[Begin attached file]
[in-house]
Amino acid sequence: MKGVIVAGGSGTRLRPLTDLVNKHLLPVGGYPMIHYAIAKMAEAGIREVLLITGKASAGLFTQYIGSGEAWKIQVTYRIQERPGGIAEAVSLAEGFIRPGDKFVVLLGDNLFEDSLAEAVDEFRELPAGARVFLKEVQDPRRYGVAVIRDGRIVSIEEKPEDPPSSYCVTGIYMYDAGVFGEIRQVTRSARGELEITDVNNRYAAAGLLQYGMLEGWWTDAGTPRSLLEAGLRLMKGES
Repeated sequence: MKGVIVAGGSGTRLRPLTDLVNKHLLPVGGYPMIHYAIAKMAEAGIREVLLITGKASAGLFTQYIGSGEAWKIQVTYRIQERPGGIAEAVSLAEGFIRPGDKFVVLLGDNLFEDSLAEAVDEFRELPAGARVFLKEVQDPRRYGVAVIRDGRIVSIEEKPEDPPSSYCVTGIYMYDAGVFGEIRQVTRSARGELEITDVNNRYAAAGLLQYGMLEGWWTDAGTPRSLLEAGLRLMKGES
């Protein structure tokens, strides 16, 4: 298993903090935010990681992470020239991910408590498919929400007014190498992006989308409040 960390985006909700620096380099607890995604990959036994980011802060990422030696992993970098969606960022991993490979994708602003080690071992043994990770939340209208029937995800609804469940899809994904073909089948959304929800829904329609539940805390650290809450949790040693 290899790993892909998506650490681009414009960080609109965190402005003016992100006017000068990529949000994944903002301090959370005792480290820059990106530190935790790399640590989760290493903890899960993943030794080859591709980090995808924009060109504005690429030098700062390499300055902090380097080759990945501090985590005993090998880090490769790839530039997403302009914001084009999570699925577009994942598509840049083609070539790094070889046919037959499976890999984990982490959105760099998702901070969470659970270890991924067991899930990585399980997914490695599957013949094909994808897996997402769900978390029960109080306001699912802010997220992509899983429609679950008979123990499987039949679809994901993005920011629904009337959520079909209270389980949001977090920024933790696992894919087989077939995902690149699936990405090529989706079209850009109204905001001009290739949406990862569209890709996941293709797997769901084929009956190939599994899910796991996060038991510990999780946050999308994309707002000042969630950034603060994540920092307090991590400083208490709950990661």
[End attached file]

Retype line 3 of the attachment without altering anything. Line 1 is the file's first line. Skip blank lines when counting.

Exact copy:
Repeated sequence: MKGVIVAGGSGTRLRPLTDLVNKHLLPVGGYPMIHYAIAKMAEAGIREVLLITGKASAGLFTQYIGSGEAWKIQVTYRIQERPGGIAEAVSLAEGFIRPGDKFVVLLGDNLFEDSLAEAVDEFRELPAGARVFLKEVQDPRRYGVAVIRDGRIVSIEEKPEDPPSSYCVTGIYMYDAGVFGEIRQVTRSARGELEITDVNNRYAAAGLLQYGMLEGWWTDAGTPRSLLEAGLRLMKGES